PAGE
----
Bauhaus in the metropolis
From 1932 until it was closed in 1933 under the pressure of the National Socialists Berlin was also the third and last city in which the Bauhaus was located. Bauhaus master Johannes Itten also founded his own art college in Berlin in 1926, with Georg Muche and Lucia Moholy, among others, teaching there. Designer and architect Marcel Breuer and graphic artist Herbert Bayer also had offices in the capital after their time at the Bauhaus.
Following their period in exile, two of the directors of the Bauhaus returned to the metropolis on the River Spree: Ludwig Mies van der Rohe designed the Neue Nationalgalerie (New National Gallery) in 1967; and Walter Gropius designed the Gropius-Stadt, named after him, in 1960, as well as the building that houses the Bauhaus-Archiv / Museum für Gestaltung. The latter was originally intended to be built in Darmstadt, but was adapted for Berlin starting in 1968 and opened there in 1979. It now holds the world’s largest collection of materials on the Bauhaus. To coincide with the centenary of the Bauhaus, the Bauhaus-Archiv is having an extension built, with the state of Berlin and the Federal Government each sharing half of the total cost of € 56 million.
As one of the cities in which the Bauhaus was originally located, Berlin will be playing a central role in the centenary celebrations in 2019. The centenary year will start there in 2019 with an inaugural festival featuring a large number of performances, concerts, film showings and discussion events. The finale of the bauhaus imaginista World Tour will also take place there. In addition, the Bauhaus-Archiv / Museum für Gestaltung will also be making its own contributions to exhibition series being held in 2017 and 2019.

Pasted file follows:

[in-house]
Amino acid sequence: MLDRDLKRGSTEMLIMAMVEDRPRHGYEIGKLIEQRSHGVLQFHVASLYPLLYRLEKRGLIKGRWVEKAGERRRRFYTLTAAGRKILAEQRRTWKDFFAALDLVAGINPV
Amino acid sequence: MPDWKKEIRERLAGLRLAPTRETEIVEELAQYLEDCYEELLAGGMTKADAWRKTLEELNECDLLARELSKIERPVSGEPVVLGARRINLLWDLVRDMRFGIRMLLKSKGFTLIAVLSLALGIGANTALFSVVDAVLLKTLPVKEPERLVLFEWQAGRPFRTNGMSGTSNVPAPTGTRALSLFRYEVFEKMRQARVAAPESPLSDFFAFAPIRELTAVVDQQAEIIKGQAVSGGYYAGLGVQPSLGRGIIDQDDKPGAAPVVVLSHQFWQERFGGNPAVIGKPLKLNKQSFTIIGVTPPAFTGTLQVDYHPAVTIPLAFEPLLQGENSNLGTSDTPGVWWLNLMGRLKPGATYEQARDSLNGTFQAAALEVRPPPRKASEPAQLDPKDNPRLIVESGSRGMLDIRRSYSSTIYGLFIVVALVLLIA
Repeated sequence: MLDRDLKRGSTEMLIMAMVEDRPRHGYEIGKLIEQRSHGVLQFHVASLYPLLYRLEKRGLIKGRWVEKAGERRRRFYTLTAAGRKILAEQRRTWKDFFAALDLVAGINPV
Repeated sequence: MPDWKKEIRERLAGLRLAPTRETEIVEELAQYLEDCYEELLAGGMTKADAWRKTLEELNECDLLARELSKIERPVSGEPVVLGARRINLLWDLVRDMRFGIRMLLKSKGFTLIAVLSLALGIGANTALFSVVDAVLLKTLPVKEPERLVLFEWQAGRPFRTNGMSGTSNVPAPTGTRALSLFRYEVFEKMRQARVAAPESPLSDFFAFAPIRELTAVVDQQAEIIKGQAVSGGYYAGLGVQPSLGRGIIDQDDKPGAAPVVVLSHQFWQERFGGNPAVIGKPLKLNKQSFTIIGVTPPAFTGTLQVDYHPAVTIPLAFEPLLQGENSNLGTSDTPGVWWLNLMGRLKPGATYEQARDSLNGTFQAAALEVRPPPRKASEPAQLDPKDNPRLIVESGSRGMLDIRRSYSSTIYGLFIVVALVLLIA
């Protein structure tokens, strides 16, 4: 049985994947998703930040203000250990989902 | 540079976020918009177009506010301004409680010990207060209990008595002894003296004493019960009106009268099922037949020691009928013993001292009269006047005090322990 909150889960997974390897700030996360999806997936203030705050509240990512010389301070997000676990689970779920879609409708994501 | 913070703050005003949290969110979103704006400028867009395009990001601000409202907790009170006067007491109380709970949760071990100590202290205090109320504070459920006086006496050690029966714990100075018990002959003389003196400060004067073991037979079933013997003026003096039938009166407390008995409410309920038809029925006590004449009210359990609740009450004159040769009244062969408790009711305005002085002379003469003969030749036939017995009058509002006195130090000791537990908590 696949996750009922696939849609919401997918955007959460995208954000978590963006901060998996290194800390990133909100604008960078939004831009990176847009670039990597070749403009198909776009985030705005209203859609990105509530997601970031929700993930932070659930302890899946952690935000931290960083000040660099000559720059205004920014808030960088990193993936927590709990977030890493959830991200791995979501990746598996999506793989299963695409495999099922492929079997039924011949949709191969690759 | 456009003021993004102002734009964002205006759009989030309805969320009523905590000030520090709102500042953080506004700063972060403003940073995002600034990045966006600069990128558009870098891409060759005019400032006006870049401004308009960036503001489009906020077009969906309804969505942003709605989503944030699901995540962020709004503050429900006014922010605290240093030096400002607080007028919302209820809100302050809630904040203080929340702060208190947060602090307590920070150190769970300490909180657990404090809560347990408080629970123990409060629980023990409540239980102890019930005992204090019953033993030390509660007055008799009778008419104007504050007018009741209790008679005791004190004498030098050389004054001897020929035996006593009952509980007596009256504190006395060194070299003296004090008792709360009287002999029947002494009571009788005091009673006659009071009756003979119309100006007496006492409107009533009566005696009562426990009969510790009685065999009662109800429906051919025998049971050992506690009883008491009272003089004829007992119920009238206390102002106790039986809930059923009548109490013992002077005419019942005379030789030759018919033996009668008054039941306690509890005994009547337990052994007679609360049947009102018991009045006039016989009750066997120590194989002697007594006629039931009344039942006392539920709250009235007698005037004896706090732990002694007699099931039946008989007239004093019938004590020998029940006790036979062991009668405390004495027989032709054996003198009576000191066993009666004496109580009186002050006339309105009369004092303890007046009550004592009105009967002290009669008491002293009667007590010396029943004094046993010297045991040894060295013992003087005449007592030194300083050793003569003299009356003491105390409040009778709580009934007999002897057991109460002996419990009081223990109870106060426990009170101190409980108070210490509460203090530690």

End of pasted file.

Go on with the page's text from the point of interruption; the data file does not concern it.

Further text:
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The bauhaus100 newsletter will be circulated from time to time with news about the Bauhaus Centenary 2019.
Marking the centenary of the Bauhaus’s founding, the Bauhaus-Archiv / Museum für Gestaltung’s exhibition at the Berlinische Galerie is presenting famous, familiar and forgotten Bauhaus originals and recounting the history behind the objects: Who is the woman sitting on the tubular-steel chair? Does the Haus am Horn have a secret twin? Why have the tea infusers which were created as prototypes for industrial production always remained one-of-a-kind pieces? The exhibition sheds light on how unique work and series, remake and original are inseparably linked in the history of the Bauhaus. Around 1,000 Bauhaus originals from the Bauhaus-Archiv’s collection will be on display, as well as exceptional loans from international collections and contemporary artistic positions.